Potraz decision unfair to Econet, subscribers

HARARE - The recent move by the Postal and Telecommunication Regulatory Authority (Potraz) to bar Econet Wireless Zimbabwe (Econet) from running its discounted airtime promotion is not only competitively unfair but a huge let down to mobile subscribers.

Econet had launched a campaign slashing call costs by 60 percent — the deepest cut ever introduced on the market — from $0, 25 to $0, 10 across all networks.

However, the regulator argued that the wireless network operator could not reduce call charges by more than 50 percent.

“Given the foregoing, we hereby direct Econet to stop the implementation of the advertised tariffs with immediate effect and no further Buddie Zone advertisements should be flighted in any media issue or released after 4pm on Tuesday the 20th of August 2013,” said Potraz in a letter to the wireless network operator, further warning that punitive measures could be taken if the mobile operator did not comply.

It is of course unjust to Econet. Why? Econet is not the first in the market to come up with such campaigns. Potraz’s decision comes at a time when, for a while, other mobile network operators have been running similar campaigns — slashing mobile tariffs and offering massive airtime bonuses.

It’s clear that Econet went further and ahead of its rivals. Its campaign was a game changer.

It was certainly going to attract more subscribers to its platform — which is already the largest in the country with approximately eight million subscribers.

Apart from Potraz’s stance being tantamount to interfering with the market and seemingly being selective in the regulation of mobile operators, the move dissuades innovation and kills competition in the mobile market, which is of course healthy for the consumer.

Considering that Econet serves more than two thirds of Zimbabwe’s 12 million population, the tariff slash should have been a huge relief to the nation.

Actually, Potraz should promote and foster growth in the mobile industry.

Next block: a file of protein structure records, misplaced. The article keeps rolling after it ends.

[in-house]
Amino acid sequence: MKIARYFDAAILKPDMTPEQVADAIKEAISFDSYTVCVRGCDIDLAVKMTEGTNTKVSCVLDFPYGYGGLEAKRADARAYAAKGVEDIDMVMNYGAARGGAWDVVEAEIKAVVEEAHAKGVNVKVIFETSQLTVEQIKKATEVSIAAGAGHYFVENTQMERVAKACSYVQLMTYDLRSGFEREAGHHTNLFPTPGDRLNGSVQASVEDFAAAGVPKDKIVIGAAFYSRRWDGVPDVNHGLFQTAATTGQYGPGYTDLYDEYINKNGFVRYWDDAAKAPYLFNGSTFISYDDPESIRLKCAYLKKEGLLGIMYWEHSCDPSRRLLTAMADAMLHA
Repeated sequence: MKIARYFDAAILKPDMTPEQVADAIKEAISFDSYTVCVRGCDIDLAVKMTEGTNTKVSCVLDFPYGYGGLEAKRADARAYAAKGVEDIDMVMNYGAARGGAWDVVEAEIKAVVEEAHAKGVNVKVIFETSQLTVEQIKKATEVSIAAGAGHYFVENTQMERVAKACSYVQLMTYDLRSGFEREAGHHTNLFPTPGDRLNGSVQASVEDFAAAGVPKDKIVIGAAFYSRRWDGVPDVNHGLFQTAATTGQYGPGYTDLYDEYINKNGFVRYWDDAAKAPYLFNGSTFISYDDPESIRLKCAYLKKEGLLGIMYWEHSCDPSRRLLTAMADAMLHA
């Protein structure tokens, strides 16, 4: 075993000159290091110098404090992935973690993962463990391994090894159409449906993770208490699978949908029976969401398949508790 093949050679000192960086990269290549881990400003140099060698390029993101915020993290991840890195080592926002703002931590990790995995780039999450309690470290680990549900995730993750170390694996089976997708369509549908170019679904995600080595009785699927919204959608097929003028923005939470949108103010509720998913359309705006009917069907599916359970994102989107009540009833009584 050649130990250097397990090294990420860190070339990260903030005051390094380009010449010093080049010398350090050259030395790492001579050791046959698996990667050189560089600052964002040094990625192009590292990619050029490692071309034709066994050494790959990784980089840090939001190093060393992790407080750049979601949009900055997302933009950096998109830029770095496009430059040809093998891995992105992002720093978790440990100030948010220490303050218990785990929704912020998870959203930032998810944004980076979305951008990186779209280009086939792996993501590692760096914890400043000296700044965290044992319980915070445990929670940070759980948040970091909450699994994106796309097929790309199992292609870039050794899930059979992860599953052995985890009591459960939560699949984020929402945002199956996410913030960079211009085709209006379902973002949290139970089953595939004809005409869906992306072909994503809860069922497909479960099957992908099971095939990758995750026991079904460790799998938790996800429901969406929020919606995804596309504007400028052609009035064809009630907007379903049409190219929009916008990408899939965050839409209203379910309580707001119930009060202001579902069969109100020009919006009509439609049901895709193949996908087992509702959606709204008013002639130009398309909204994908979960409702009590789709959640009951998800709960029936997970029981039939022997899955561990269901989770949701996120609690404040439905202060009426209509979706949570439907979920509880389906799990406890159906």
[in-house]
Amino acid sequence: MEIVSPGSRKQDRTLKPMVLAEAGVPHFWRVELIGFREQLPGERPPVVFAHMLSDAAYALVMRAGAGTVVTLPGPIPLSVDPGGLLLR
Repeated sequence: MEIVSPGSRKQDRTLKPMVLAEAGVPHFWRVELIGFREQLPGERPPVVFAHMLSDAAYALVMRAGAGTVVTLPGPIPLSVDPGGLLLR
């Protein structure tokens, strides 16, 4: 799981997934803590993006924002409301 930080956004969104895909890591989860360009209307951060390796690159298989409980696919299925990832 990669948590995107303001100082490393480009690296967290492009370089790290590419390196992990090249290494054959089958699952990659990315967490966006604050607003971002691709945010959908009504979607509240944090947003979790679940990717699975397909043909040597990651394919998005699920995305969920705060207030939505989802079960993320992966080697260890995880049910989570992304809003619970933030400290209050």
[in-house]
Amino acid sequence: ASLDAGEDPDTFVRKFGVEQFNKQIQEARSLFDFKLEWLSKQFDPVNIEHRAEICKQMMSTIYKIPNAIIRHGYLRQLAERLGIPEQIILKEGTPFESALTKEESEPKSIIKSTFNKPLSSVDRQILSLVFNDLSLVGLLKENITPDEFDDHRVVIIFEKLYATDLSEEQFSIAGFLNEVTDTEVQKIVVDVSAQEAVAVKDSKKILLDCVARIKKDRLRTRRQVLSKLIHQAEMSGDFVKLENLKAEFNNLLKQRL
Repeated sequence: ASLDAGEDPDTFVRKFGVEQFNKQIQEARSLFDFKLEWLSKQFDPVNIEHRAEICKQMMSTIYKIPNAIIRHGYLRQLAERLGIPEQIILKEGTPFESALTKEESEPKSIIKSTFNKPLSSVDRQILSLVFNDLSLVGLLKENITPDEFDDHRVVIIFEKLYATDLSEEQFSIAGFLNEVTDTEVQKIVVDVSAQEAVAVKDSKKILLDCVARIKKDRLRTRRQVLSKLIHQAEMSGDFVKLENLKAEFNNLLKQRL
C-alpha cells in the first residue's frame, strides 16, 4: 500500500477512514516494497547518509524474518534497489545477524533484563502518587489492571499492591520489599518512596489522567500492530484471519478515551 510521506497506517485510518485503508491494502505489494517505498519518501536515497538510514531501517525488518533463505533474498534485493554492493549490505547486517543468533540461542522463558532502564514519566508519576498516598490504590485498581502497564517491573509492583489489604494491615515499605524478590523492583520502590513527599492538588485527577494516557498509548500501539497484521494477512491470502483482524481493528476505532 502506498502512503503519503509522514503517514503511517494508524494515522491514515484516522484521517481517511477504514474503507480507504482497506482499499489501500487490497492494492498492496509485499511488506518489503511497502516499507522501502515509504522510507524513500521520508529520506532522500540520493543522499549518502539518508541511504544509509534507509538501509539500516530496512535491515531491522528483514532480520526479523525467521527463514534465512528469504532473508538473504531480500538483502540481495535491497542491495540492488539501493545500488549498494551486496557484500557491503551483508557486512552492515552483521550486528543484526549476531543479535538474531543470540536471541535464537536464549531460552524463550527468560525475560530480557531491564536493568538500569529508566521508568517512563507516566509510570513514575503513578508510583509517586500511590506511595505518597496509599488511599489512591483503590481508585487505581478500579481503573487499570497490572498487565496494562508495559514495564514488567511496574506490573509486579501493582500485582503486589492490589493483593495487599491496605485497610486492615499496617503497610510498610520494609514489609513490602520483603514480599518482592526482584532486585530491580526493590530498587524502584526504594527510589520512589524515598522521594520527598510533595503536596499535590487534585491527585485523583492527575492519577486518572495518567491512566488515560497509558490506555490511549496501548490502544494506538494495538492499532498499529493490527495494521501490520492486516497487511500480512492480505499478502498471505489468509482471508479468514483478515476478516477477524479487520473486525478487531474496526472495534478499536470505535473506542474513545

Such aggressive and innovative consumer-focused products or services by Econet were a wake-up call for other players.

Instead, the regulator has failed to fully open up the market to new players.

We expect better from Potraz for both the mobile operators and subscribers/consumers.

Comments (4)

When econet cut off Telecel into their network they thought it was OK. Now that chidembo chavakukwehwa chavakuti mavara angu ozara ivhu. The same issue that we were crying for as telecel subscribers was thought to be Fair.

Takura A Chatikobo - 23 August 2013

If Telecel was not paying what they had to pay Econet, they had to be cut off. Telecel customers can choose another provider if their provider is irresponsible. Hauna nyaya Takura

Mike Hove - 23 August 2013

I dont see unjust here. The law stipulates that any price change should be communicated to potraz of which econet did not do. So its an illegal move. Besides this move by econet is not to benefit consumers. but it is to bulldoze everyone out of the market and so that it can enjoy a monopoly. After having a monopoly it will charge up to 50c per minute. They are failing to honour their promise through buddie zone.

Doctor Gudo - 24 August 2013

you are right, econet wants to bulldoz others out of the game which they already have a monopoly, and econet as far as i can is trying to give potraz a bad name, econet wants others to play by the rules e.g the telecel issue but itself doesnt want to play by the rules trying to break the law. vanzwa bata.

my true zim - 24 August 2013

Post a comment

Readers are kindly requested to refrain from using abusive, vulgar, racist, tribalistic, sexist, discriminatory and hurtful language when posting their comments on the Daily News website.
Those who transgress this civilised etiquette will be barred from contributing to our online discussions.
- Editor

Your email address will not be shared.